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Burrell, Berkeley Graham (12 June 1919–30 August 1979), business executive and civic leader, was born in Washington, D.C., the son of Hayward G. Burrell and Fannie Miles. Although his parents’ occupations are unknown, both his father and mother were natives of the District of Columbia, and Burrell’s roots in the area ran deep. After graduating from Dunbar High School at the age of fifteen, he worked as a driver for a local pharmacy and apparently also drove a cab for a while. He married at age sixteen (wife’s name unknown), and the marriage produced a son before ending in divorce seven years later....

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DeWolf, James (18 March 1764–21 December 1837), slave trader, politician, and businessman, was born in Bristol, Rhode Island. His father, Mark Anthony DeWolf, emigrated from Guadeloupe Island, West Indies, after being hired as a deckhand on a slave-trading vessel owned by Simeon Potter. Once back in Bristol, Potter introduced Mark Anthony to his sister Abigail Potter. The two married shortly thereafter and had fifteen children; eight were sons of which three died at sea. The remaining five boys, including James, became involved in the transatlantic slave trade. All the DeWolf children, boys and girls, received a formal education and lived a somewhat privileged life....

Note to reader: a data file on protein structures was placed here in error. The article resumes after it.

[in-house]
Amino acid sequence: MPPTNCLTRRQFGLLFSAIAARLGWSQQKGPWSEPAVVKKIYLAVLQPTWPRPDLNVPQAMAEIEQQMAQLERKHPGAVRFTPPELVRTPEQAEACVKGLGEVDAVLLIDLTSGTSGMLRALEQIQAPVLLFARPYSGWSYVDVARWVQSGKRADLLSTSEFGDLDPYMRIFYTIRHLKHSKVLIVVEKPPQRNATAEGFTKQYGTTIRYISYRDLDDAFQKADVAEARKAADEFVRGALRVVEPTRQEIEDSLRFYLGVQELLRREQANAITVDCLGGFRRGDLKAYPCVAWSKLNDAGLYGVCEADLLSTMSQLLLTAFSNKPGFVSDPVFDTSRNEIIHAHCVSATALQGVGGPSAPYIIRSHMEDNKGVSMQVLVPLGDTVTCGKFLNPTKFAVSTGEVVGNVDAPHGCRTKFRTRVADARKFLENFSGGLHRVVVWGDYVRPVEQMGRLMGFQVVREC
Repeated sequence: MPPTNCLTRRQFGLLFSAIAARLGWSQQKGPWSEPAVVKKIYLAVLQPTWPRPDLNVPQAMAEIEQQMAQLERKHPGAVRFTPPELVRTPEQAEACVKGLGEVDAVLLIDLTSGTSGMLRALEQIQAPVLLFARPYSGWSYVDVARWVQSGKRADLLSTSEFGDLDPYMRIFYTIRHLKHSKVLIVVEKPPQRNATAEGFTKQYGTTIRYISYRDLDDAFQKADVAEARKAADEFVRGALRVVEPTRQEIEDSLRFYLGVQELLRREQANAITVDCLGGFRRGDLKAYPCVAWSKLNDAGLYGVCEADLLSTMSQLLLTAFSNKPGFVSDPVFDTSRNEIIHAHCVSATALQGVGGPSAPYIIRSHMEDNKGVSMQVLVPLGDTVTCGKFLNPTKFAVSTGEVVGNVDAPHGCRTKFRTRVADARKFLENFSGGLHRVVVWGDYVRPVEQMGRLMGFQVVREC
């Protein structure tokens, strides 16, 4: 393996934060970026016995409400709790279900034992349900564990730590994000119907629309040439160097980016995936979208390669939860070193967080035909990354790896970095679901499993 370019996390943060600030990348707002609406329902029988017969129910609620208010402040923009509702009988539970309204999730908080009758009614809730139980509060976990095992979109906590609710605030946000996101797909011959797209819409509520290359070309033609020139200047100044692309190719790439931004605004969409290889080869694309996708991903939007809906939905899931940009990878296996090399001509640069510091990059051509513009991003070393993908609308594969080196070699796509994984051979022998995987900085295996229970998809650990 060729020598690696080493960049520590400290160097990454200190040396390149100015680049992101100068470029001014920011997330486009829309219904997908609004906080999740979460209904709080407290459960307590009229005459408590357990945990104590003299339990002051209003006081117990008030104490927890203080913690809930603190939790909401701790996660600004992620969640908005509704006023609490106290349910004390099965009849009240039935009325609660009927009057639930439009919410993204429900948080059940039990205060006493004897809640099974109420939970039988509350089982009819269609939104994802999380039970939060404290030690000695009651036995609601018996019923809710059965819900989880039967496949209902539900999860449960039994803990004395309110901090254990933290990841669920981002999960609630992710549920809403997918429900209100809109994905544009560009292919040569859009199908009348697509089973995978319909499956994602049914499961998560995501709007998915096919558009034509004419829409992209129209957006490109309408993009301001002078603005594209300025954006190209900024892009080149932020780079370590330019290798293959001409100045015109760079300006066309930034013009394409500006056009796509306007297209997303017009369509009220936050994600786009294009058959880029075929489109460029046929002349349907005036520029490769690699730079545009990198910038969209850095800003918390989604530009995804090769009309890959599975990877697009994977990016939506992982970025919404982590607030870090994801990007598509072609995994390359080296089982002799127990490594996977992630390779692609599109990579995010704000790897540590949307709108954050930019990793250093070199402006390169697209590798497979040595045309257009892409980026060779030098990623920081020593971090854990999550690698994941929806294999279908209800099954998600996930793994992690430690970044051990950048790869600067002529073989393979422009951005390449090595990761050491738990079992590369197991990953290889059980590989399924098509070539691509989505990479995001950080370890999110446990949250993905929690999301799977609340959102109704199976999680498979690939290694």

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Jackson, Maynard Holbrook, Jr. (23 March 1938–23 June 2003), Atlanta mayor, businessman, and national political leader, was born in Dallas, Texas, the second of five children and the eldest son of the Reverend Maynard Holbrook Jackson, Sr., and Irene Dobbs Jackson, a professor of French. The family moved to Atlanta, Georgia, in 1945 when Reverend Jackson was chosen as the new minister of Friendship Baptist Church. A large youth who grew into a six-foot-three, three-hundred-pound adult, Maynard, Jr., was a poor athlete but a brilliant student who skipped grades six and seven, as well as his junior and senior years of high school, and enrolled in Morehouse College at age fourteen. When his father died the following year, his maternal grandfather, the Atlanta civic and political leader John Wesley Dobbs, became his surrogate father. Dobbs was one of the most important leaders in Atlanta’s black community for more than four decades. He was known as the “Mayor of Auburn Avenue” (the location of several of Atlanta’s largest black businesses), and he served as the national grand master of the Prince Hall Masons from 1932 until his death in 1961....